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Tuesday, May 10, 2005

Carbon Nanotubes: Love 'em or Hate 'em?

Today's edition of Ray Kurzweil's always fascinating website on "accelerating intelligence" has three separate articles on carbon nanotubes. The first two point to the long-term potential of carbon nanotubes, while the third raises a very troubling issue which, if left unaddressed (or, alternatively, not handled properly), could severely damage the emerging field.

The first article talks about Motorola's work in developing a new color display using carbon nanotubes. If successful, the material could lead to thinner, less expensive, and more vivid flat panel displays. The second positive development comes out of Carnegie Mellon University. Researchers there claim to have developed a method for producing polymer films with "highly ordered nanocarbon arrays." Among the many things such an advance could lead to is the creation of high density data storage devices.

As positive as these developments are, however, researchers at Rice University have found that buckyballs dissolve in water and, as such, might have a negative impact on the environment. Now to be fair, the press releases goes on to make clear that carbon nanotubes have also have many positive attributes (such as acting as an anti-bacterial agent) but, at a minimum, the research should serve as yet another warning sign that until the environmental and health effects of carbon nanotubes are better understood any company dealing with these materials is exposed to some potentially serious liability issues.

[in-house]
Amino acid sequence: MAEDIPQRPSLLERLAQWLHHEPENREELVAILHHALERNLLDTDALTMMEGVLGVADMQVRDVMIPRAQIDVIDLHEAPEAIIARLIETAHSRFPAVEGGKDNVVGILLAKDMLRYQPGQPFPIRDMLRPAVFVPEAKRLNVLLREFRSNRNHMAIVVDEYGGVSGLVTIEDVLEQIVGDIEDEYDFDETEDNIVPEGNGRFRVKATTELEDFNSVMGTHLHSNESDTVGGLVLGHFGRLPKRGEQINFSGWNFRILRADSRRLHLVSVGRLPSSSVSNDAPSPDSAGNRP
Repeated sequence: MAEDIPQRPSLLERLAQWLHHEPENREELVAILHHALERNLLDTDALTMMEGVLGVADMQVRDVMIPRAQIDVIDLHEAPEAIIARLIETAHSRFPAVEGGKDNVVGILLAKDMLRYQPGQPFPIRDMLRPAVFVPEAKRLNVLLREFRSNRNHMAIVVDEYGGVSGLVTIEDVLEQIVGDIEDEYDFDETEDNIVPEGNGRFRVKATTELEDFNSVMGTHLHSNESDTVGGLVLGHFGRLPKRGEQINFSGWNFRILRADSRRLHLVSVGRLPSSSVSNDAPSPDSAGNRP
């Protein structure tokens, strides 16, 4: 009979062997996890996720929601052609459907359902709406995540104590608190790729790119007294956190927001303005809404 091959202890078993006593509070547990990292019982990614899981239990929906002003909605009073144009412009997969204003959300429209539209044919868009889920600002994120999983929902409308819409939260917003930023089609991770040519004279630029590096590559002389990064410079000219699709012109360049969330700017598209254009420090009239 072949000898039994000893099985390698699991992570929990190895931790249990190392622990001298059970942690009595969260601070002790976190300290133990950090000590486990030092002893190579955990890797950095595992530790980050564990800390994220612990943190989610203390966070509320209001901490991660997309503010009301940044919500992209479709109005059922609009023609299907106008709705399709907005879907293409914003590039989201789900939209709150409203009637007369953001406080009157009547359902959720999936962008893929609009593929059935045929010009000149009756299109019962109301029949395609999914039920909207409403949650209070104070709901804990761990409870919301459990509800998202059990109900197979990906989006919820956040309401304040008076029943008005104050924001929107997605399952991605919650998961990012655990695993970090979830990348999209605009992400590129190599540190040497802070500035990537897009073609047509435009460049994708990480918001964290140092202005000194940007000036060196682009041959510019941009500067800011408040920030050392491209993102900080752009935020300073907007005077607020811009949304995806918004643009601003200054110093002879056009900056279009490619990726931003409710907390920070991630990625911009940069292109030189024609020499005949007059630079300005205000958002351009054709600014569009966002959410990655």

I remain bullish on the extraordinary potential of carbon nanotubes but this enthusiam will remain tempered until researchers and industry leaders do a better job of minimizing the very legitimate concerns that researchers at Rice University--and others--are raising.